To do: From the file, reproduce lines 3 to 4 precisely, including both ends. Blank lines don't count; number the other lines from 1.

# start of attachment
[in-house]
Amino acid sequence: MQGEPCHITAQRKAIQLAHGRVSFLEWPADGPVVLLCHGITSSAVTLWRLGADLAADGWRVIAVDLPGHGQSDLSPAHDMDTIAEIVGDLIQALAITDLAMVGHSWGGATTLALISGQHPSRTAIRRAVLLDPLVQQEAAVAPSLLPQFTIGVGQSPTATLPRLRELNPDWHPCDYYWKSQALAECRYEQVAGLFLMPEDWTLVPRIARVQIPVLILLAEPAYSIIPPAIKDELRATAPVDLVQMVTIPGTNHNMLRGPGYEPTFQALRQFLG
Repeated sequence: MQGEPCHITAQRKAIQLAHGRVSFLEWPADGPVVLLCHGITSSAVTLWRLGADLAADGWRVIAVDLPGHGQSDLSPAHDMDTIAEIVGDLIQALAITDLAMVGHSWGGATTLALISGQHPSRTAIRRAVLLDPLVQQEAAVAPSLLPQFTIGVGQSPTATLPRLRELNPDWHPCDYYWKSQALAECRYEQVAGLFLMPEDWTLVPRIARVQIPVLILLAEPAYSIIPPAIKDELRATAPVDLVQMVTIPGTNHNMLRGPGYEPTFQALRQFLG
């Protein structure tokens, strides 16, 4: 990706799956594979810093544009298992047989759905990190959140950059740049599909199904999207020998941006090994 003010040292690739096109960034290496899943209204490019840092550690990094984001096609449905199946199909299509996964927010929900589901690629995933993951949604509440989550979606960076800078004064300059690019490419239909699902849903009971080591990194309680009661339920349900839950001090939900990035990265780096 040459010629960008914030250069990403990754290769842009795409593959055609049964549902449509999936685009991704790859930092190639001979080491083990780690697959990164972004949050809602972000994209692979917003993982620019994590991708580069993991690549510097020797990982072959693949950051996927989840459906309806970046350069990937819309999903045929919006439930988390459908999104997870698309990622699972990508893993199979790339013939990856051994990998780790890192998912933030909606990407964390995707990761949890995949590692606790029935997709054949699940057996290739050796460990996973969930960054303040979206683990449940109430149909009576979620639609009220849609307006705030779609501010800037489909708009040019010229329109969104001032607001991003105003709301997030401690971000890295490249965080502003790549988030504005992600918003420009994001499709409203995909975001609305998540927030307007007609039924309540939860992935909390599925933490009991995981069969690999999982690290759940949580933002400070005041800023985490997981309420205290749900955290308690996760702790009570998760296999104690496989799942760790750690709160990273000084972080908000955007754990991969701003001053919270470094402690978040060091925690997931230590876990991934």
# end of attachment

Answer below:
Repeated sequence: MQGEPCHITAQRKAIQLAHGRVSFLEWPADGPVVLLCHGITSSAVTLWRLGADLAADGWRVIAVDLPGHGQSDLSPAHDMDTIAEIVGDLIQALAITDLAMVGHSWGGATTLALISGQHPSRTAIRRAVLLDPLVQQEAAVAPSLLPQFTIGVGQSPTATLPRLRELNPDWHPCDYYWKSQALAECRYEQVAGLFLMPEDWTLVPRIARVQIPVLILLAEPAYSIIPPAIKDELRATAPVDLVQMVTIPGTNHNMLRGPGYEPTFQALRQFLG
């Protein structure tokens, strides 16, 4: 990706799956594979810093544009298992047989759905990190959140950059740049599909199904999207020998941006090994 003010040292690739096109960034290496899943209204490019840092550690990094984001096609449905199946199909299509996964927010929900589901690629995933993951949604509440989550979606960076800078004064300059690019490419239909699902849903009971080591990194309680009661339920349900839950001090939900990035990265780096 040459010629960008914030250069990403990754290769842009795409593959055609049964549902449509999936685009991704790859930092190639001979080491083990780690697959990164972004949050809602972000994209692979917003993982620019994590991708580069993991690549510097020797990982072959693949950051996927989840459906309806970046350069990937819309999903045929919006439930988390459908999104997870698309990622699972990508893993199979790339013939990856051994990998780790890192998912933030909606990407964390995707990761949890995949590692606790029935997709054949699940057996290739050796460990996973969930960054303040979206683990449940109430149909009576979620639609009220849609307006705030779609501010800037489909708009040019010229329109969104001032607001991003105003709301997030401690971000890295490249965080502003790549988030504005992600918003420009994001499709409203995909975001609305998540927030307007007609039924309540939860992935909390599925933490009991995981069969690999999982690290759940949580933002400070005041800023985490997981309420205290749900955290308690996760702790009570998760296999104690496989799942760790750690709160990273000084972080908000955007754990991969701003001053919270470094402690978040060091925690997931230590876990991934």